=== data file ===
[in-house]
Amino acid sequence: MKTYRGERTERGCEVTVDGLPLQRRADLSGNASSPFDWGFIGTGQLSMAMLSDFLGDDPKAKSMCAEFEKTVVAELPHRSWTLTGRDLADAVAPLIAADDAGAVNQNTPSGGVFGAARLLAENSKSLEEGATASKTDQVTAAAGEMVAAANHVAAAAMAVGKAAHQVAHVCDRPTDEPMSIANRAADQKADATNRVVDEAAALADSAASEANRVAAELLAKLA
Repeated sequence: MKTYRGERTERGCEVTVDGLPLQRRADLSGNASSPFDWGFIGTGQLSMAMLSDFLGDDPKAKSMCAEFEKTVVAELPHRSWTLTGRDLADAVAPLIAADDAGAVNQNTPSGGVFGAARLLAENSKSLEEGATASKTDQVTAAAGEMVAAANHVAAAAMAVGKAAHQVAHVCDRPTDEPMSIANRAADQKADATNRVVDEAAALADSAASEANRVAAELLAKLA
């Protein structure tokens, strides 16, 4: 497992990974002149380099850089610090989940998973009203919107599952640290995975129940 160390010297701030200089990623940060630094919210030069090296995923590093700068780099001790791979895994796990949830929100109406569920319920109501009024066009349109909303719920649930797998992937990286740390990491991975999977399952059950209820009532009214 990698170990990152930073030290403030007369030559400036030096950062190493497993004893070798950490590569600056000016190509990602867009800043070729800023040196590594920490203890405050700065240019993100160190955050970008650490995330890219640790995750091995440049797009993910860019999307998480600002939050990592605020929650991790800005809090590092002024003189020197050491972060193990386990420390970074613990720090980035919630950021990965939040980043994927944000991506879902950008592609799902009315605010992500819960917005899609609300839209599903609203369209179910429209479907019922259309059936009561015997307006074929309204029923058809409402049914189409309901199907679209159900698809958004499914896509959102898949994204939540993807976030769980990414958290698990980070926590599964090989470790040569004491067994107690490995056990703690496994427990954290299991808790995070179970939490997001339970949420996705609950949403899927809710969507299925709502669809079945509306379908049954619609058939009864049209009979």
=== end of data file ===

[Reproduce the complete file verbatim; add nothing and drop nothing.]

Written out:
[in-house]
Amino acid sequence: MKTYRGERTERGCEVTVDGLPLQRRADLSGNASSPFDWGFIGTGQLSMAMLSDFLGDDPKAKSMCAEFEKTVVAELPHRSWTLTGRDLADAVAPLIAADDAGAVNQNTPSGGVFGAARLLAENSKSLEEGATASKTDQVTAAAGEMVAAANHVAAAAMAVGKAAHQVAHVCDRPTDEPMSIANRAADQKADATNRVVDEAAALADSAASEANRVAAELLAKLA
Repeated sequence: MKTYRGERTERGCEVTVDGLPLQRRADLSGNASSPFDWGFIGTGQLSMAMLSDFLGDDPKAKSMCAEFEKTVVAELPHRSWTLTGRDLADAVAPLIAADDAGAVNQNTPSGGVFGAARLLAENSKSLEEGATASKTDQVTAAAGEMVAAANHVAAAAMAVGKAAHQVAHVCDRPTDEPMSIANRAADQKADATNRVVDEAAALADSAASEANRVAAELLAKLA
């Protein structure tokens, strides 16, 4: 497992990974002149380099850089610090989940998973009203919107599952640290995975129940 160390010297701030200089990623940060630094919210030069090296995923590093700068780099001790791979895994796990949830929100109406569920319920109501009024066009349109909303719920649930797998992937990286740390990491991975999977399952059950209820009532009214 990698170990990152930073030290403030007369030559400036030096950062190493497993004893070798950490590569600056000016190509990602867009800043070729800023040196590594920490203890405050700065240019993100160190955050970008650490995330890219640790995750091995440049797009993910860019999307998480600002939050990592605020929650991790800005809090590092002024003189020197050491972060193990386990420390970074613990720090980035919630950021990965939040980043994927944000991506879902950008592609799902009315605010992500819960917005899609609300839209599903609203369209179910429209479907019922259309059936009561015997307006074929309204029923058809409402049914189409309901199907679209159900698809958004499914896509959102898949994204939540993807976030769980990414958290698990980070926590599964090989470790040569004491067994107690490995056990703690496994427990954290299991808790995070179970939490997001339970949420996705609950949403899927809710969507299925709502669809079945509306379908049954619609058939009864049209009979």